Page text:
Straight from the Specialists
(Rajan Ghotgalkar is Managing Director of Principal Pnb Asset Management Company. The views expressed in this column are his own and do not represent those of either Principal Pnb or Reuters)
Rating agencies have left India’s sovereign rating unchanged after the 2013 Budget. A rating downgrade would mean India getting junk status which is certainly not something one would want when the current account deficit is widening.
Of course, despite our proud finance minister not admitting to letting rating agencies dictate his budget, I am relieved that the nearest and sweetest low-hanging fruit fell into his lap.
In the post-liberalisation years, I have often wondered about the diminishing relevance of the budget. India’s macro-economic challenges stem almost entirely from structural imbalances and none of these can be addressed in the budget, which is at best a summary of the fiscal impact of initiatives driven by numerous ministries. The poor finance minister bears the brunt of the limelight.
(Any opinions expressed here are those of the author and not of Reuters)
This year’s budget will be an interesting one and it will hopefully be more pragmatic than populist.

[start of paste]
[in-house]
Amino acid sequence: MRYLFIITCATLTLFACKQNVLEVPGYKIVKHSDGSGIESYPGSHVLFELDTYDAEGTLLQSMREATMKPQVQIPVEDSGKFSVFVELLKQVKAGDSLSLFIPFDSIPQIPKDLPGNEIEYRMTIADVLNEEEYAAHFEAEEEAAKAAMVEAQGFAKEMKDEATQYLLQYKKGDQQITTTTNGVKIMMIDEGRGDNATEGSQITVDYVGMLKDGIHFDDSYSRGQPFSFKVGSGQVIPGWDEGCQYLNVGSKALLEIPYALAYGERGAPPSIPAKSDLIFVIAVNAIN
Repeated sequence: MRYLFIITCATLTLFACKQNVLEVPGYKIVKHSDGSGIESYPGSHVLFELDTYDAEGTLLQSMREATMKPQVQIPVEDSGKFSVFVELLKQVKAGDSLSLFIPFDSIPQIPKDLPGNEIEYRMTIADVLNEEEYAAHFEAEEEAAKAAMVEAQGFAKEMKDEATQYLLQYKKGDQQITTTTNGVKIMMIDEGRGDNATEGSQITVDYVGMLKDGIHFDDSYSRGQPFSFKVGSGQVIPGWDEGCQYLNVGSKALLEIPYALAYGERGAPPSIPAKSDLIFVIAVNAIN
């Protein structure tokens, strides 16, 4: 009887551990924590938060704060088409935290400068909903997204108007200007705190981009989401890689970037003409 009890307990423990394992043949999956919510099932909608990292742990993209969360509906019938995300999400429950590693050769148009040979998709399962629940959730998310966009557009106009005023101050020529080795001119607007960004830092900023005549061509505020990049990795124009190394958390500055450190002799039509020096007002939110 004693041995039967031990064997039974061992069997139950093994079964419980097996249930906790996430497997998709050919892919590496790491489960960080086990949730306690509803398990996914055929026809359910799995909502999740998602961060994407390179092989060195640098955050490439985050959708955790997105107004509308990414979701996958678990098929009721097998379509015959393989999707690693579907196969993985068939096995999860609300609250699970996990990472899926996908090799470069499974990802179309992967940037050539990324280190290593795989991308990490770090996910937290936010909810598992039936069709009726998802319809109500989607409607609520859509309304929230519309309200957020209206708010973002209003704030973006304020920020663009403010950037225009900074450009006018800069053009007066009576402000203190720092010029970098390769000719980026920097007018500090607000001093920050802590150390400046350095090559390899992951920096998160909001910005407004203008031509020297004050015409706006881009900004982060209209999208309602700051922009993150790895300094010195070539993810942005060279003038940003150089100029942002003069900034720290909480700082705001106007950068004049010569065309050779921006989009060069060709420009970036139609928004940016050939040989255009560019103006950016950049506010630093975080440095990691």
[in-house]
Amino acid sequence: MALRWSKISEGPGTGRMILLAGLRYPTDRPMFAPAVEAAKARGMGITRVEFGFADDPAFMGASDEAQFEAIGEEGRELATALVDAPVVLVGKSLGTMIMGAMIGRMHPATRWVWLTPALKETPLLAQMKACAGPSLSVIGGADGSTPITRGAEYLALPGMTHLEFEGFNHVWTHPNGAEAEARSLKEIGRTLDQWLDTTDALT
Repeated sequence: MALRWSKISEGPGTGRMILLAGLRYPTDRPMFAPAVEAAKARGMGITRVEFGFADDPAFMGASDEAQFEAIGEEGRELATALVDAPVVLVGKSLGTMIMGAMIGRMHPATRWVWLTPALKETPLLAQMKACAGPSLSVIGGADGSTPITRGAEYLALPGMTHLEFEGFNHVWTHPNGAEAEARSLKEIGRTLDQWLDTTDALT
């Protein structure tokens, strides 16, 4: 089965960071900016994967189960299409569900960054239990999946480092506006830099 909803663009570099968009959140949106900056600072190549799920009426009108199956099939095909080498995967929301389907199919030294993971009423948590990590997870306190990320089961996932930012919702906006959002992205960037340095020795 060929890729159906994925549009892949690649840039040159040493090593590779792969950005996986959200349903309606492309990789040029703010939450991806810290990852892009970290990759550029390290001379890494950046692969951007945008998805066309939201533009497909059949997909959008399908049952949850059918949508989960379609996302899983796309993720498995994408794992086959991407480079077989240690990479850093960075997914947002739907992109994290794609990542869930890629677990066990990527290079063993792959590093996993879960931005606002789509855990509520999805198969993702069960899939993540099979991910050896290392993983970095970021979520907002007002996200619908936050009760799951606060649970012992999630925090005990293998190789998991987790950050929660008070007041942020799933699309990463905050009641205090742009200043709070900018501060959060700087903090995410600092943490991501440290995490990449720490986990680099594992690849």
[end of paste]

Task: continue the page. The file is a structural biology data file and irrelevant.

Not much has changed since Pranab Mukherjee presented the budget in 2012. At the time, India was battling high inflation at 9 percent, fiscal deficit at 5.9 percent of GDP and a current account deficit (CAD) at 4.2 percent of GDP.
(Any opinions expressed here are those of the author and not those of Reuters)
Over 15 years have passed since P. Chidambaram presented what was called the ‘dream budget’. It was a budget that changed the discourse of financial policy and offered a vision of India matching the growth and dynamism of the tiger economies of Southeast Asia.
In the last full budget of his government’s term, the finance minister once again has a chance to alter the discourse of policy away from handouts and towards efficiency. Our advice to him is to be as bold in ideas as his conviction permits and as ruthless in execution as the law allows. A few ideas for him to chew on:
(The views expressed in this column are the author’s own and do not represent those of Reuters)
There wasn’t much point-to-point movement on the Nifty but it was not a listless week by any standard.